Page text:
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R. Robilotto, Q. Zaidi; Perceptual Strategies for the Identification of Patterned 3–D Real Objects Across Illuminants . Invest. Ophthalmol. Vis. Sci. 2005;46(13):4688.
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© ARVO (1962-2015); The Authors (2016-present)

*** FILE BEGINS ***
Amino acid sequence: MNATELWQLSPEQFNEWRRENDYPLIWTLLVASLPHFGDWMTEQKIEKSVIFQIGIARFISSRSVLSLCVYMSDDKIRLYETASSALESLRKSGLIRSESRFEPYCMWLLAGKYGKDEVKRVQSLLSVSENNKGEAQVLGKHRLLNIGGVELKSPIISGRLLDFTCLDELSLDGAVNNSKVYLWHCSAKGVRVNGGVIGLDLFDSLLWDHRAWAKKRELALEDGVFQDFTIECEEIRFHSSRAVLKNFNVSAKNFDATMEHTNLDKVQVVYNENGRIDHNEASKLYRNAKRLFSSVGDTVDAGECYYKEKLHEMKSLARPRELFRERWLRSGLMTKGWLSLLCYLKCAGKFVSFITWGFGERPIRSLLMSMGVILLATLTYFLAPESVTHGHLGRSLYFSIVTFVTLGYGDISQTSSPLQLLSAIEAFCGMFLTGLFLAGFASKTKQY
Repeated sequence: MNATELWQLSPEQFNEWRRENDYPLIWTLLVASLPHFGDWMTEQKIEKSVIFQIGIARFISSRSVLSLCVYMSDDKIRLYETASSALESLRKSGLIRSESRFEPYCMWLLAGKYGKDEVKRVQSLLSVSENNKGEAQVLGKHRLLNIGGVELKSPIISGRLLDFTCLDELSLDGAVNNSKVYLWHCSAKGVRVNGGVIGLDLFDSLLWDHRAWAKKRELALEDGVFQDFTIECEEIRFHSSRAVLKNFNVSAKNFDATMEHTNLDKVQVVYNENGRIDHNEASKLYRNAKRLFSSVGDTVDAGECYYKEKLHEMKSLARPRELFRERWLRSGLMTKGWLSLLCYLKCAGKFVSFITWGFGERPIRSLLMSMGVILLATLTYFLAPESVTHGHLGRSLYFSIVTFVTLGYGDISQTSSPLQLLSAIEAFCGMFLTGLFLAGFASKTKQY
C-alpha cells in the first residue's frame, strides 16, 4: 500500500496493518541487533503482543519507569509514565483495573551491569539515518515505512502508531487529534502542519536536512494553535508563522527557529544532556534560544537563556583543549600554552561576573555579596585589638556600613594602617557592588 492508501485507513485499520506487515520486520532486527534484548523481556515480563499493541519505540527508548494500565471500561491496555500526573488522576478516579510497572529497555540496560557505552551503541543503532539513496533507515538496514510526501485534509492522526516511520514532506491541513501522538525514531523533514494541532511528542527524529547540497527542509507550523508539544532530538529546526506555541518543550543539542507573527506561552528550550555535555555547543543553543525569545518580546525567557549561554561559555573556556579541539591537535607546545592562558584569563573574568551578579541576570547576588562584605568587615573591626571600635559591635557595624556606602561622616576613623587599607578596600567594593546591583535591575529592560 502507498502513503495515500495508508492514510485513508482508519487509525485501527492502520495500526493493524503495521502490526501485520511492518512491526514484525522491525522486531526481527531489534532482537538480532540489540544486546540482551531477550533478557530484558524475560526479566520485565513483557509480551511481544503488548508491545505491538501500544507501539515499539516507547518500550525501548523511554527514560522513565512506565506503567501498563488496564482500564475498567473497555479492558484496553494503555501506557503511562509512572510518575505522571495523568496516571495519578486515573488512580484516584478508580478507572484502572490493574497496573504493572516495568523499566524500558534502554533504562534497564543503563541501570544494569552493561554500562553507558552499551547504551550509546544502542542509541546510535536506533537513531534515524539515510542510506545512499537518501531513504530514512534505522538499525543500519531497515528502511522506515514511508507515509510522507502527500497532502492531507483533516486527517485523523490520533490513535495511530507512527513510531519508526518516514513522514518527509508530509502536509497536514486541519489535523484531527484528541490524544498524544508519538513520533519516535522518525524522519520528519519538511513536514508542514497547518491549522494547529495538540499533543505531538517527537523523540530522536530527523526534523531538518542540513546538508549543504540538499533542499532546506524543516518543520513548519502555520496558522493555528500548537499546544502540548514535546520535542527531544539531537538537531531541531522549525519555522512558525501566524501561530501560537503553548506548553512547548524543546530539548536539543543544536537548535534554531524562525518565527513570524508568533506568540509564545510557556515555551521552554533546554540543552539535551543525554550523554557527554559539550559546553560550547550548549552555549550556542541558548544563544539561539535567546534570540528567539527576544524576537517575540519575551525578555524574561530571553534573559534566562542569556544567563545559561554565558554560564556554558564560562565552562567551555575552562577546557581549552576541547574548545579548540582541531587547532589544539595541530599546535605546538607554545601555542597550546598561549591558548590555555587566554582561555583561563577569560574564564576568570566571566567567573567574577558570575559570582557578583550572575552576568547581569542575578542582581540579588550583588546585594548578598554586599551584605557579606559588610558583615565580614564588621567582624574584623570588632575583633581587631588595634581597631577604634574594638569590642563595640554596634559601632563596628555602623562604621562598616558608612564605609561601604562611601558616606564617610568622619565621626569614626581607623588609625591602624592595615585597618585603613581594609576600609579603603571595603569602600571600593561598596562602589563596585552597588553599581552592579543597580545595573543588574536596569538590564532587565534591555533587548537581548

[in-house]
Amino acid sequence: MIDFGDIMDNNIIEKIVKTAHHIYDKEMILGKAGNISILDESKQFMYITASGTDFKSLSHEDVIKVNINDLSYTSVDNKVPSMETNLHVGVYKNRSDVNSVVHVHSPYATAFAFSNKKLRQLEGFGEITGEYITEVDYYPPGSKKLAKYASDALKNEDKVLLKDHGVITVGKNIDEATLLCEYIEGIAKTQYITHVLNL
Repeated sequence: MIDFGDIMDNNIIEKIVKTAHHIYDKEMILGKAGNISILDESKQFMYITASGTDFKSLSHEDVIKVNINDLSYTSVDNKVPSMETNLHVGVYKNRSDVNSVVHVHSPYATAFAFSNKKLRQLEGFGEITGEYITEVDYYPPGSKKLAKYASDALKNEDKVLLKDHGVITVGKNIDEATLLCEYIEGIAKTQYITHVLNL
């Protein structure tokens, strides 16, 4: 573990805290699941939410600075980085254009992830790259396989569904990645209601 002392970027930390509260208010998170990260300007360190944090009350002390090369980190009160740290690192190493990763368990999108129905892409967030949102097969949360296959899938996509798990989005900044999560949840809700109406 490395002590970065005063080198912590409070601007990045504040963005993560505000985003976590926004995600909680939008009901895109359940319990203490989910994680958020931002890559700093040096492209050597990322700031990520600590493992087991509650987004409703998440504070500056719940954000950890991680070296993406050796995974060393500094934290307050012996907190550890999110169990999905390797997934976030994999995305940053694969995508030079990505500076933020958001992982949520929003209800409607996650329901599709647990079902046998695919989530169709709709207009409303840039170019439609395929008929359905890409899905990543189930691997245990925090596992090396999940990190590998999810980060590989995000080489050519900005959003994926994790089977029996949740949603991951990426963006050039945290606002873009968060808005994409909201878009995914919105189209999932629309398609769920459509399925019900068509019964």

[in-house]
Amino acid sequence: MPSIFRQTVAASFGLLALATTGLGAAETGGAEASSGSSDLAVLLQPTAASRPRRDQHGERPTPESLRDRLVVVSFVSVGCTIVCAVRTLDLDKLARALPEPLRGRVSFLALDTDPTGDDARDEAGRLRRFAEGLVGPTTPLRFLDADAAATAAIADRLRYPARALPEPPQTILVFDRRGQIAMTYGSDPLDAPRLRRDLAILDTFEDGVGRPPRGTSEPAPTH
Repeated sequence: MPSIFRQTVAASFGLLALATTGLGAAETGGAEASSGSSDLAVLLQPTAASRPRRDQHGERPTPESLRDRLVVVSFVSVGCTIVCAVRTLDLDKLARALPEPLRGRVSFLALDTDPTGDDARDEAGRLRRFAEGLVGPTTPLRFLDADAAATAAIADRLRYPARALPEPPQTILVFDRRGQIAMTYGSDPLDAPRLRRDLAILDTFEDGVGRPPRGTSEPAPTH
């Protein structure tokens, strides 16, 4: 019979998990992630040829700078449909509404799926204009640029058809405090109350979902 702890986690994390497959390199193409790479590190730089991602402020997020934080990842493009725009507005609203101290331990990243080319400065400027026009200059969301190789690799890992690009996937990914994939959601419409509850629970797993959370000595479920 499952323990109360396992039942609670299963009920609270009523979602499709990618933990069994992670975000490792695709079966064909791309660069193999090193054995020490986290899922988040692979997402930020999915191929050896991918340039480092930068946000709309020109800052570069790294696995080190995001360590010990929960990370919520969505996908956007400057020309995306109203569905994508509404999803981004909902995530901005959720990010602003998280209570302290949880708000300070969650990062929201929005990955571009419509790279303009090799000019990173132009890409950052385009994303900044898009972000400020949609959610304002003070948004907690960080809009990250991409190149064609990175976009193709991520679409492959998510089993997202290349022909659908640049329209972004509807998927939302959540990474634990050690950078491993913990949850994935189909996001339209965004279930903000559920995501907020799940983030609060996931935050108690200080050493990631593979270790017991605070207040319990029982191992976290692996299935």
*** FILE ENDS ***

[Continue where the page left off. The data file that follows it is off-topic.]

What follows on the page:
Purpose: Lightness constancy studies show that material matches across illuminants cannot be explained by physical matches of reflectance or luminance. The perceptual qualities underlying lightness judgments have not been identified. Almost all studies have used flat plain stimuli, but real objects are often 3–D and patterned, giving additional cues for identification. We examine the perceptual strategies that underlie material identification of real objects. Methods: The stimuli were randomly crumpled papers printed with achromatic patterns with precisely calibrated mean–reflectance and reflectance–contrast. Pairs of objects were placed in two adjacent compartments. Three of the objects had identical patterns, while the fourth object differed in either mean–reflectance or reflectance–contrast in a method of constant stimuli. Illumination in one compartment was four times the radiance of the other. The observer was asked to identify the object physically different from the other three. Psychometric curves and thresholds for reflectance identification across illuminants as functions of mean–reflectance and reflectance–contrast were calculated for eight standard patterns. In two control experiments, using identical conditions, observers were asked to pick the object most dissimilar in contrast or brightness respectively. Results: For all observers, the reflectance identification functions were systematically skewed depending on the illumination on the test object and its mean or contrast relative to the standards. In the achromatic domain, the simplest percepts are perceived brightness and perceived contrast. A model of perceived–brightness dissimilarity (luminance–dissimilarity modified by light–adaptation) fit the psychometric curves for mean–reflectance, and a model of perceived–contrast dissimilarity (contrast–dissimilarity modified by surface scatter) fit the psychometric curves for reflectance–contrast. In addition, from the results of the control experiments, identification thresholds for mean–reflectance could be predicted from observers’ independent judgments of brightness–dissimilarity, and identification thresholds for reflectance–contrast could be predicted from observers’ independent judgments of contrast–dissimilarity. Conclusions: Two types of evidence show that, for achromatic material identification, observers use simple perceptual strategies based on brightness and contrast. These results argue against a reverse optics model, where observers first estimate illuminant intensity and then extract relative lightness by discounting the illuminant.
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